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9th grade student Sidharta “Sid” Vadaparty was dissatisfied with the accelerometer available in his high school physics class. He decided to make his own “portable, affordable and mod-able” version. With his bright mind, supportive father and a little help from NextFab, the open source Kinemeter was born. Here we profile Sid and his exciting new project.

Sidharta Vadaparty’s “GearsNGenes” YouTube demo of the Kinemeter

Sid’s father Kumar Vadaparty went to great lengths to be sure that Sid had access to the tools that he needed to build his project, an Arduino-controlled accelerometer dubbed the “Kinemeter.” Sid’s open-source, easily built and inexpensive tool makes accelerometers accessible to schools and organizations that may not otherwise be able to afford them. Kumar and Sid explain Sid’s interest in science and the genesis of his curiousity:

When Sidharta (Sid) was about 4 years old or so, he would incessantly watch dinosaur movies and tell all of us about them (which could be typical of many children). But then it transcended into giving us walking lectures in the Museum of Natural History (NYC). The specific day when I recognized is when he corrected my stating that a certain dinosaur far away was a T-Rex to be instead, an allosaurus — from 100 feet away. When I asked how he knew, his answer is “Well, everyone knows Allosaurus has 3 fingers and T-Rex has 2 fingers”. I did not know what an allosaurus was…but looked it up and he was right. Perhaps also a typical behavior, but then I decided to provide whatever he needs to have for learning science.

If you define science as the investigation of how and why things work, I would say that was a natural aspect of me rather than an interest. For how long? I would have to say for as long as I could consciously remember having an interest in dinosaurs which earliest I can recall was when I was 3 turning 4.

Discovering NextFab

Kumar wanted to support his son’s interest and was willing to go to great lenghts to do so. Living in Princeton, NJ, he didn’t have access to a local maker space, but he knew that he wanted to give Sid access to hands-on engineering. After travelling to Washington, DC and Pittsburg, he discovered NextFab in Philadelphia. NextFab wasn’t exactly in the neighborhood, but it was close enough for weekly visits and by taking advantage of a flexible membership plan, it proved to be an excellent resource.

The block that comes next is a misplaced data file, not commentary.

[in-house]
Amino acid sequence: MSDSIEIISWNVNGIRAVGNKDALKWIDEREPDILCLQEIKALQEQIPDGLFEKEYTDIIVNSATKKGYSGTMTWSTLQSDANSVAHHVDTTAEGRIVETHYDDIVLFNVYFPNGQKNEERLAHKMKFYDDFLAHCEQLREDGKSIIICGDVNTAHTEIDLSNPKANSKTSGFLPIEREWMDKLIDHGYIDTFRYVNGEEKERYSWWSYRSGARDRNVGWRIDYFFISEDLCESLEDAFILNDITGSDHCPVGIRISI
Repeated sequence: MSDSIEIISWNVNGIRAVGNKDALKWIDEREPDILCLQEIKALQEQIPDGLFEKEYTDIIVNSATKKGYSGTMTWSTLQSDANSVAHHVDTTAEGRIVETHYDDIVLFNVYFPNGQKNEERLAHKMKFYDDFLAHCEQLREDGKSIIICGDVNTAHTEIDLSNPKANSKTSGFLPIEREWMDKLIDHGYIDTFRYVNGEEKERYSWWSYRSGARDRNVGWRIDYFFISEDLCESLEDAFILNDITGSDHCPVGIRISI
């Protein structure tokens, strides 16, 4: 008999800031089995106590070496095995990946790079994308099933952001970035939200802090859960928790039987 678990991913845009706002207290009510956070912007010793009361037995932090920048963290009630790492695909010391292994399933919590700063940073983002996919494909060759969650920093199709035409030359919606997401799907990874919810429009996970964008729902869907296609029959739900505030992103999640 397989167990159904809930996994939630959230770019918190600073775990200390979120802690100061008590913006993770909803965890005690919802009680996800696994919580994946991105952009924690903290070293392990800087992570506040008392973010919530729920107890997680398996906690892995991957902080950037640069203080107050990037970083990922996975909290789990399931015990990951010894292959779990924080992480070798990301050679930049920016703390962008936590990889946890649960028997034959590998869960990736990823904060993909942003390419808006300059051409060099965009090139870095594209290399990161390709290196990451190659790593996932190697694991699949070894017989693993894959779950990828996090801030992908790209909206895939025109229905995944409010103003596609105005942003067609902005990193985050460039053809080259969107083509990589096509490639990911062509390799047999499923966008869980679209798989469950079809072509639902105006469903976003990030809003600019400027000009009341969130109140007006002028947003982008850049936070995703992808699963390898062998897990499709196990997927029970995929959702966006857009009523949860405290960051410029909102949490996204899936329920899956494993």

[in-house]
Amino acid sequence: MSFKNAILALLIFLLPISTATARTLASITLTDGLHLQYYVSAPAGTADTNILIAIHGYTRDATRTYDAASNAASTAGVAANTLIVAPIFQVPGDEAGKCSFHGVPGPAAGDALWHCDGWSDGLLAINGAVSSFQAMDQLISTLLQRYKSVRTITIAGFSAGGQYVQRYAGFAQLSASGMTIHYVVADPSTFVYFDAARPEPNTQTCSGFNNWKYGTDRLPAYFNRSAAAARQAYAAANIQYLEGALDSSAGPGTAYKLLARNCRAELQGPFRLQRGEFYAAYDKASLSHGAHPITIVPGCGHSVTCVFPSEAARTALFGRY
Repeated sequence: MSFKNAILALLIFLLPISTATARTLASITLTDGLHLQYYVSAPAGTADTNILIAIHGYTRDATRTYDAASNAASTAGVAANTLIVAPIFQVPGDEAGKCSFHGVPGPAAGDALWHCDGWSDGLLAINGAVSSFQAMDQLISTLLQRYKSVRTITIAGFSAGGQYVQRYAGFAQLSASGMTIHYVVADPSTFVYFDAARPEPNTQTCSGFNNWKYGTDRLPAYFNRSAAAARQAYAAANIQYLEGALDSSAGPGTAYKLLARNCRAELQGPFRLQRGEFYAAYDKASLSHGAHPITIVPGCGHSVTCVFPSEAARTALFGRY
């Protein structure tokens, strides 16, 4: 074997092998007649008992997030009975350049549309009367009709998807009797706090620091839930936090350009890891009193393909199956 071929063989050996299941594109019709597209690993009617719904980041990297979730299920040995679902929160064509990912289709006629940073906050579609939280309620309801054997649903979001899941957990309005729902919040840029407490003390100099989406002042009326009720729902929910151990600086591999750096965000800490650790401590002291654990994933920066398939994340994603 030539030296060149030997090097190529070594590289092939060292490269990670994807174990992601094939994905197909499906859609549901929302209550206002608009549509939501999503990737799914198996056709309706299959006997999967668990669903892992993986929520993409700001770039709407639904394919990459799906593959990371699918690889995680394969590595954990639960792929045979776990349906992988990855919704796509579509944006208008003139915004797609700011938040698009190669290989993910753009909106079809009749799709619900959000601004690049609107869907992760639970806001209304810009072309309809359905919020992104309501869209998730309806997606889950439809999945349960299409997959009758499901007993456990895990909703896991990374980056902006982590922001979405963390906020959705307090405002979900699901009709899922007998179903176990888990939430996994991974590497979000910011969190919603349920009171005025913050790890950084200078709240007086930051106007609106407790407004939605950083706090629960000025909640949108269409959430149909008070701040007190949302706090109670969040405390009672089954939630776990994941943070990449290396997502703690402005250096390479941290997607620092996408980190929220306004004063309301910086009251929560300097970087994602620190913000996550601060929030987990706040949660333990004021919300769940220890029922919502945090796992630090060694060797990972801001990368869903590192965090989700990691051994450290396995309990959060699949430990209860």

When I got Sidharta to train on Laser Cutter and 3-D printer, we had no idea what he would do with them… projects came later…skills first — that’s at least how it happened for us. I want him to train on solidworks and cartooning (He spends awful time writing a new cartoon book on “Life in the black hole” — don’t ask). The people at NextFab are terrific.

Close up of Kinemeter accelerometer
Vadaparty’s Kinemeter, photo courtesy of Sidharta Vadaparty

The Spark

Sid’s introduction to maker level engineering and equipment access at NextFab provided a foundation to achieve his project goals, but required the spark of his intellect to reach the next level:

The killer point we needed was a way of measuring instantaneous velocity. Since measuring the velocities at the site of the sensors gave us inconsistent results, we needed another solution. One day, while we were going to NextFab, I was thinking:

Since the Kinemeter will be used for measuring constant acceleration scenarios (e.g., falling objects, objects on the ramp), we could use average velocities to obtain instantaneous velocities. I know it sounds unintuitive. Please see: In the Part 1 of my instructables on the KINEMETER, I described an idea, stating that average velocities are instantaneous velocities at 1/2 delta t.

This. Was. Huge. When I told my dad this idea, boy, you should have seen him. He was driving so he did not show much emotion, but he said that if my idea was correct (it was), then that would be immensely helpful. That would be the nail and the hammer, the killer. When we tested this idea later, WOW, were we excited!


In addition to encouraging his son and supervising his work at NextFab (a requirement for junior members) Kumar assisted in other ways, including the coding required for the Arduino controller and enabling Bluetooth compatibility. NextFab’s Walt Barger, Manager of 3D and Laser Processes assisted with the structural work which is comprised of laser cut acrylic.


Having conceived of the idea, designing it, protoyping the design and testing it, Sid is ready to share his work with others, promoting it as open source and sharing it through Instructables, so that others can benefit from and improve upon his work.

I am at the last stage of the scientific method: communicate the results. So, that is why I am showing exactly how to make a small version of the kinemeter (the Kinemini) on instructables. The idea is that the proccess is divided into three parts: first explaining how it can measure acceleration, next showing how to construct the kinemeter’s body, and last show how to build the circuitry, tying it all together.

Kinemeter Instructable Pt. 1

Kinemeter Instructable Pt. 2

What’s Next?


As for its long term future, I hope that the kinemeter becomes the go to tool for students to have access to when performing physics experiments. This year, my teacher and I are hoping to write the Kinemeter into the school curriculum.

I hope it is not only me that will be contributing to the innovation of the physics lab. Being a maker means that you need to get others to follow your lead and help modify their surroundings in their own ways.

Interested in family and junior memberships?